Substitutions – Requirements And Mechanics

Published on April 29, 2016


By: John Van de Vaarst, National Clinician

The monthly “NISOA Referee Nuts and Bolts” column is written primarily for the college and high school soccer referee. However, any soccer referee who wishes to improve personal performance may also find that this series is helpful.

All articles address those BASIC techniques, procedures, practice alternatives, and skills that are sometimes forgotten or overlooked while going through the experiences of soccer refereeing. The short discussions and accompanying practical tips stress important advice for competent performance. This month’s article will focus on player substitutions.

Rule 3 of both the NCAA and NFHS Rules Books provide the details on when substitutions are allowed and how substitutions should be managed. Both books are very similar as to when substitutes are allowed. The main difference is that during an interscholastic game substitutions are unlimited and reentries are permitted. This coincides with the philosophy of interscholastic sports of participation. The NCAA Rule Book does not permit reentry in the first half and one reentry in the second half and no reentries during either overtime period. Also, when playing under the NFHS rules, whenever a player is cautioned he/she shall leave the field and may be replaced (substitution). The NCAA Rule Book does not include this provision. Some Junior Colleges who play under the NCAA rules have added an administrative requirement that if a player is cautioned, he/she must leave the field. Officials must review the local administrative rules with both coaches when officiating a junior college game to ensure the proper procedures are utilized.

Interscholastic soccer rules allow for an unlimited number of substitutes by either team if the clock is stopped for an injury and the injured player is removed from the field. Intercollegiate soccer only permits the injured player(s) to be replaced and the opponents may substitute a like number.

Officials should review the appropriate rule book on a regular basis so that the substitution rule is clearly understood. Also, the NISOA Rules Difference Guide is a great reference when reviewing when substitutions are permitted.

The next section of this article will deal with the mechanics of managing substitutions. In both rule books substitutes must be at the score table and ready to enter the game. A player is not permitted to leave the bench and directly go into the game during a substitution opportunity. The only exceptions to this is when a goal is scored or a player injured. Once the player)s) is at the score table and there is a substitute opportunity, the scorer will notify the officials that there is a substitute by sounding the horn. If there is no horn available, the scorer must use some other means, other than an whistle, to gain the officials attention. In an intercollegiate game if the coach elects to cancel the substitution after the horn has sounded, the player(s) will be charged with an entry into the game. Once the referee acknowledges the substitution(s) the player(s) shall enter the field. The substitute(s) do not wait on the touch line for the player on the field to leave. Also, once the substitute is recognized to enter the field, that player is the field player of record. In other words, once the substitute enters the field, he/she becomes the field player and the player leaving becomes a substitute. This is important to know in the event of a misconduct situation by either of the players.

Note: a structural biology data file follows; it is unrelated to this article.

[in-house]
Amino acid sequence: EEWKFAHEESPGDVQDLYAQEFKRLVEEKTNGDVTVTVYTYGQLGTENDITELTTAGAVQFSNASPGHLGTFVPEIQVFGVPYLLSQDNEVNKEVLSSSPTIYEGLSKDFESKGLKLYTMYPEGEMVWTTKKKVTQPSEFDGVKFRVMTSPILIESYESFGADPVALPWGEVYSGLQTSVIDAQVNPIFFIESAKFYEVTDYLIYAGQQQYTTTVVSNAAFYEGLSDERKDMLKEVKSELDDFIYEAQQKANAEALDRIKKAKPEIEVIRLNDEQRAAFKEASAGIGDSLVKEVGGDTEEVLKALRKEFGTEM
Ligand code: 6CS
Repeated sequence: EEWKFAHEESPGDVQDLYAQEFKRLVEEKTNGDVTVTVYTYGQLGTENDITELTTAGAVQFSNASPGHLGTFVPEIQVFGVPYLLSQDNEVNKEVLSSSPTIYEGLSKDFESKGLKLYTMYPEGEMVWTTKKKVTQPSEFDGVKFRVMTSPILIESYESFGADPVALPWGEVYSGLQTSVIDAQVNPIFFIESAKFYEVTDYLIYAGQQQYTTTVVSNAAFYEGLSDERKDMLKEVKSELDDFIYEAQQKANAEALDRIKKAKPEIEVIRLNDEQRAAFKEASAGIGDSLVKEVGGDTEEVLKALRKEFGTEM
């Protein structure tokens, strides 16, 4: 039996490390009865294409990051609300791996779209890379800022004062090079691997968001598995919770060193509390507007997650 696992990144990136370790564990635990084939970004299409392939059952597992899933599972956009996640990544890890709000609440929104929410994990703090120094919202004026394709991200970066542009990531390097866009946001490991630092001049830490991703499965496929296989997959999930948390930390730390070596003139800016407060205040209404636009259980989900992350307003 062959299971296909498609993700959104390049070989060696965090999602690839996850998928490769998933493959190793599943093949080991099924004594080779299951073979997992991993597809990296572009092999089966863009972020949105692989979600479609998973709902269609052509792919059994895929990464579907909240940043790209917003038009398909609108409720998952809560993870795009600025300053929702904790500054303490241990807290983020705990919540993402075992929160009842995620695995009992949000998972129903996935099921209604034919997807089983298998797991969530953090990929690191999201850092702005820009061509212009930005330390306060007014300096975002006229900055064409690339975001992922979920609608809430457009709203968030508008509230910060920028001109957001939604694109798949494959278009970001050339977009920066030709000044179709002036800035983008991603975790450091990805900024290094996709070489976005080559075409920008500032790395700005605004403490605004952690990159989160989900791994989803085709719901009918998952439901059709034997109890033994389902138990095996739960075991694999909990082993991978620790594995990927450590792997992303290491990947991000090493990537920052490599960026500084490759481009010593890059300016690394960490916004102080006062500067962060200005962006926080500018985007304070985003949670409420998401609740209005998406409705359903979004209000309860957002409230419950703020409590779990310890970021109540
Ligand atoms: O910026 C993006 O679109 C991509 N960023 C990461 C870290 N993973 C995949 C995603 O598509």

The managing of the substitution procedure in an interscholastic game normally is the total responsibility of one of the field officials. Fourth officials are rarely used during interscholastic games. When the dual system of control is being utilized, the official on the score table side of the field is responsible for managing the substitutes. The official must determine who is entering and leaving the field and make sure the same number of players enter as exit. This is to prevent a situation where there are too many players on the field. When the diagonal system of control is being utilized, the assistant referee on the score table side of the field is responsible. The assistant referee may have to move closer to the score table to ensure that all requirements are satisfied. If this occurs, the referee should delay the restart of the game so that the assistant referee can return to his/her appropriate position for the restart.

Intercollegiate games are officiated using the diagonal system of control The same procedures for substitute management should be used as described above. When there is an alternate official, that individual is responsible for managing the substitutions. This individual should use the NISOA Alternate Official Form to track substitutions along with the scorekeeper. The alternate official must be thoroughly familiar with the substitute rule to ensure there are no problems. For example, during the second overtime period a coach sends a player to the score table who was already substituted for during the second overtime period. This player is not allowed to reenter. The coach may be confused by the rule and debate with the alternate official. The alternate official must be prepared to discuss the matter with the coach and explain the rule.

In summary, officials must know what game rules are being used to officiate the game. Improper substitutions can result in problems for the officiating team and possible protests during an intercollegiate game.

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